A little deer meat, a lot of cheese, and some spice makes these ground venison quesadillas especially tasty and nice!Read more
Legendary Whitetails 10/16/2012
by: Steven Rinella – MeatEater
Shanks are the least appreciated, and most underutilized, cut of meat on a deer. I’m talking about that portion of a deer’s leg between the first and second joints on the leg. (Pardon the cannibalistic reference, but the equivalent on a human body would be the shin and calf region that sits between your knee and your ankle.) Most guys will either bone this portion of a deer for the burger pile or, worse, leave it on the scrap heap. But the same thing that makes a shank seem unappetizing—lots of gristle, or connective tissue—works in the cut’s favor if it’s used to make a simple yet classic Italian-themed dish known as osso bucco. When simmered over low heat in a tomato-based stew, those gristly shanks turn into glossy and tender works of art that’ll have your guests taking back every negative thing they’ve ever said about the taste of venison…
1 tablespoon vegetable oil
1 pound venison, cut into cubes
1 cup diced onion
1 (16 ounce) package frozen mixed vegetables
2 (14.5 ounce) cans peeled and diced tomatoes with juice
3 cups potatoes, peeled and cubed
4 cups water
1 tablespoon white sugar
2 teaspoons beef bouillon granules
1 teaspoon salt
1/2 teaspoon ground black pepper
1/2 teaspoon garlic powder
1/4 teaspoon hot pepper sauce
1) Set oven temperature at 325 degrees.
2) Over a medium-high stovetop burner, heat the oil in a heavy Dutch oven or similar sized cooking vessel. Dust the discs of venison shank in the flour. Then, working with three or four at a time, brown them on all sides in the oil. Set the browned discs aside on a platter.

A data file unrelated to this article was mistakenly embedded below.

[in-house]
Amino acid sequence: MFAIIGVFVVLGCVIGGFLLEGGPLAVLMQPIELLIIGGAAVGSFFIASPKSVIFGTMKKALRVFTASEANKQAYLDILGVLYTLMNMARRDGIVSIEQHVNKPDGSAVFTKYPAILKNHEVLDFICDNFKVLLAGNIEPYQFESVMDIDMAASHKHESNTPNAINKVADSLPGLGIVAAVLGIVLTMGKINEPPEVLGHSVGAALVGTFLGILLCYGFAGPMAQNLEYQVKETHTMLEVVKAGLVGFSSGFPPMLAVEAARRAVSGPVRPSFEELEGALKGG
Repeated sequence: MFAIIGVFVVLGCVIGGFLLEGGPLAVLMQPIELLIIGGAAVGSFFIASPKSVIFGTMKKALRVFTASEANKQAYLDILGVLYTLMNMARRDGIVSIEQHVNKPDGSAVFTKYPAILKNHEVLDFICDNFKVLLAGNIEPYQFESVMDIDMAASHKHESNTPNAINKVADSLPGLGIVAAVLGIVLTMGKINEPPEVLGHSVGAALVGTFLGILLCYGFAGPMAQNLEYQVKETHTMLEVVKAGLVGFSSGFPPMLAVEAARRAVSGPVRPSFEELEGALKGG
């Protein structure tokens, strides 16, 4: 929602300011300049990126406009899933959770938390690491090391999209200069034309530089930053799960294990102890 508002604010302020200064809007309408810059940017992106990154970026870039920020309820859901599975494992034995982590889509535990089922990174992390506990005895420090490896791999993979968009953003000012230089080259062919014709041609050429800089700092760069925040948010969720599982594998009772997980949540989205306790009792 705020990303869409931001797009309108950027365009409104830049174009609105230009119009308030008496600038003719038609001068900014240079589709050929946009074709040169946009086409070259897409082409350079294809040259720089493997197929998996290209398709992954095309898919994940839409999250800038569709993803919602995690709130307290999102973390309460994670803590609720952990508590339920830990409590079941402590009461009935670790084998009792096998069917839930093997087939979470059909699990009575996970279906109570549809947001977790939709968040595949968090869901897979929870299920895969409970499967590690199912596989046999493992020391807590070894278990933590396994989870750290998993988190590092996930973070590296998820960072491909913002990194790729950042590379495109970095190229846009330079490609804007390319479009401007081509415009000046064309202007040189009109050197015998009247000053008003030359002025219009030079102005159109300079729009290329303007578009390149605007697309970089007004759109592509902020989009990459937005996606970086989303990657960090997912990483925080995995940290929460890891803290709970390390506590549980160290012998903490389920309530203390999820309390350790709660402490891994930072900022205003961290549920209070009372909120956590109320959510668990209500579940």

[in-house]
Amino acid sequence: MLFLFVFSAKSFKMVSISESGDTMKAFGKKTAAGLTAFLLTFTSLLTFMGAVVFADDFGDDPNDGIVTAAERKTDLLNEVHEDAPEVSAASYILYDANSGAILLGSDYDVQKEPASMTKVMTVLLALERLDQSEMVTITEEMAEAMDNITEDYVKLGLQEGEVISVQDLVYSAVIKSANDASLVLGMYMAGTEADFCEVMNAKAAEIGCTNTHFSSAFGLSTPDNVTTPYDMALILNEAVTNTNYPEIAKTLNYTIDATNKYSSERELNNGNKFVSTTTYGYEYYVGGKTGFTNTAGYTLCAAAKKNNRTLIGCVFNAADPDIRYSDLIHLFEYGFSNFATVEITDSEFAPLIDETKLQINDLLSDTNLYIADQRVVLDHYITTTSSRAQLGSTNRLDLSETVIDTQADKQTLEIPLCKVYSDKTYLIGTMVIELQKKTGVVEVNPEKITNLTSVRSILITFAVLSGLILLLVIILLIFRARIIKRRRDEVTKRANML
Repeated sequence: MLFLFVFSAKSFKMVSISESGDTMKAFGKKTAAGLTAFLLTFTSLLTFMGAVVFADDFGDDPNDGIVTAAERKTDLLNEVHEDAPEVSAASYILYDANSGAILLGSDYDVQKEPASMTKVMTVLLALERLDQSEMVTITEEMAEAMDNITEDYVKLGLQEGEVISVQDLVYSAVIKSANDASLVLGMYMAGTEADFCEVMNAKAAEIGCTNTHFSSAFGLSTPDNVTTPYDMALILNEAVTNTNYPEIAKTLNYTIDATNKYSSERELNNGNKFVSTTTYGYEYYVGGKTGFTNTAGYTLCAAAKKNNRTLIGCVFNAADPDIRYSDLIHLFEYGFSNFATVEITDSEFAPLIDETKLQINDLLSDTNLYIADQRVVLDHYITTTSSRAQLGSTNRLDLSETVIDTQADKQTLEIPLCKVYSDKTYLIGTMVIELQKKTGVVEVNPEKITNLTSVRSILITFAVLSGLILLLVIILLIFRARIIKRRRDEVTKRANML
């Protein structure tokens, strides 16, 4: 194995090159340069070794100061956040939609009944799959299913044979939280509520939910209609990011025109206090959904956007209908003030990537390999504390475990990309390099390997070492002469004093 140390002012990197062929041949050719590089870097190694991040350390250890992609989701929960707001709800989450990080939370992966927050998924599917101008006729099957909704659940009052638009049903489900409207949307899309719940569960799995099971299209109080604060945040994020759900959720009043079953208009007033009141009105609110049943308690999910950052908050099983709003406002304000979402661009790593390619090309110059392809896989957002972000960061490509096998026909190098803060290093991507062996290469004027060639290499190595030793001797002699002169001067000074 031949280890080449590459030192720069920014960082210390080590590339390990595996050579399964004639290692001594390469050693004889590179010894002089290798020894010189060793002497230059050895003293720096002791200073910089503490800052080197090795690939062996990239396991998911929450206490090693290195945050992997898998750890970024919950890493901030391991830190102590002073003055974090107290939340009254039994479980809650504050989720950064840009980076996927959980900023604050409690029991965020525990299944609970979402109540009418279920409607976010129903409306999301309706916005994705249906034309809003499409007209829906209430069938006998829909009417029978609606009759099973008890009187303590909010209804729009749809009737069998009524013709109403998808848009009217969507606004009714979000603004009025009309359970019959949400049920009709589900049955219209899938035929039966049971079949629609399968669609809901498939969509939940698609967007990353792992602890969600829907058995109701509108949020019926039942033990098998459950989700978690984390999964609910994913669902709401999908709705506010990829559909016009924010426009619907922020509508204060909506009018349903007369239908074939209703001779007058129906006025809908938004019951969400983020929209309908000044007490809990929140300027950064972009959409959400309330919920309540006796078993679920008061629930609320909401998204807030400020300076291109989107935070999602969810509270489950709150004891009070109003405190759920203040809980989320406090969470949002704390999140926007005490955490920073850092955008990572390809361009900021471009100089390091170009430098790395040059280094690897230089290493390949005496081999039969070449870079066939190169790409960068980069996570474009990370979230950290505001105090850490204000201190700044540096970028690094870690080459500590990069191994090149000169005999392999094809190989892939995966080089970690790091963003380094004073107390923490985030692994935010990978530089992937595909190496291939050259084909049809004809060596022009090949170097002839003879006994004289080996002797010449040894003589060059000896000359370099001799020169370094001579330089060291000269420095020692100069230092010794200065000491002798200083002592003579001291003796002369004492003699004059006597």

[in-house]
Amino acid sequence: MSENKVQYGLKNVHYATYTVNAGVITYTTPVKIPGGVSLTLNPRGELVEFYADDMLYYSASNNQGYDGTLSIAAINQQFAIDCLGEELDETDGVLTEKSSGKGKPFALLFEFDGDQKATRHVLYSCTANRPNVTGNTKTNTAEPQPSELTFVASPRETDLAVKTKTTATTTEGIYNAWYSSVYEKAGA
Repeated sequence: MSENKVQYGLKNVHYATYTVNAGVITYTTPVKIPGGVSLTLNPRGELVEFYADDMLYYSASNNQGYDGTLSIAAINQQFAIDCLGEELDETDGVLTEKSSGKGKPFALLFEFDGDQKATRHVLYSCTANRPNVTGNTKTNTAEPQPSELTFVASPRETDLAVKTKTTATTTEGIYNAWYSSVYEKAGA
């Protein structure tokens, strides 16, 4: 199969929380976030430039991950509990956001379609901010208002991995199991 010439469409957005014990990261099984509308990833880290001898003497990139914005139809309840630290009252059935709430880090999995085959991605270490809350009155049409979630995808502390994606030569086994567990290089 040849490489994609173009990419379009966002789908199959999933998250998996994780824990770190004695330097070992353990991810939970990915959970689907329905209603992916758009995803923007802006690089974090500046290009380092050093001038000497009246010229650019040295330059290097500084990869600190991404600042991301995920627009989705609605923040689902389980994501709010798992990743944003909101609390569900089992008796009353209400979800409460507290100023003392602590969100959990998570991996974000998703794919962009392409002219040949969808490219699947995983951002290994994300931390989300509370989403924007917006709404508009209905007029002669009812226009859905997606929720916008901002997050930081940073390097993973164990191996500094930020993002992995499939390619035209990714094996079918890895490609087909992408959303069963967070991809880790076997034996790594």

3) Melt the butter into the same Dutch oven and sauté the onion, garlic, carrot, and celery for about seven minutes over medium heat or until softened and slightly browned. Then lay the pieces of shank flat side down over the bed of vegetables, so they form a single layer.
4) Pour the crushed tomatoes over the meat, along with the tomato paste. Add ½ teaspoon salt and ½ teaspoon pepper, then pour in enough of the stock or water to bring the liquid up to the top of the shanks. Do not submerge the meat, just barely cover it.
5) Cover the pot with a tight fitting lid and place it into the oven. Let it cook for a minimum of three hours, preferably four. Check on the dish approximately every hour to make sure the liquid level doesn’t drop too low. If it evaporates to a point that the shank pieces are only half-submerged, add some more stock or water to bring the level up to the three-quarter mark. It’s done when the meat can be picked away from the bone easily with the tip of a fork. Adjust salt and pepper to taste, and serve each disc of osso bucco over a bed or couscous or polenta (available in most any grocery store.) If you want to get fancy, add a bit of minced parsley. It’s worth the extra effort. And make sure to dig out the little bit of marrow in the center of the bone and spread that on a toast point. You’re in for a treat.
Now get hunting, and cooking!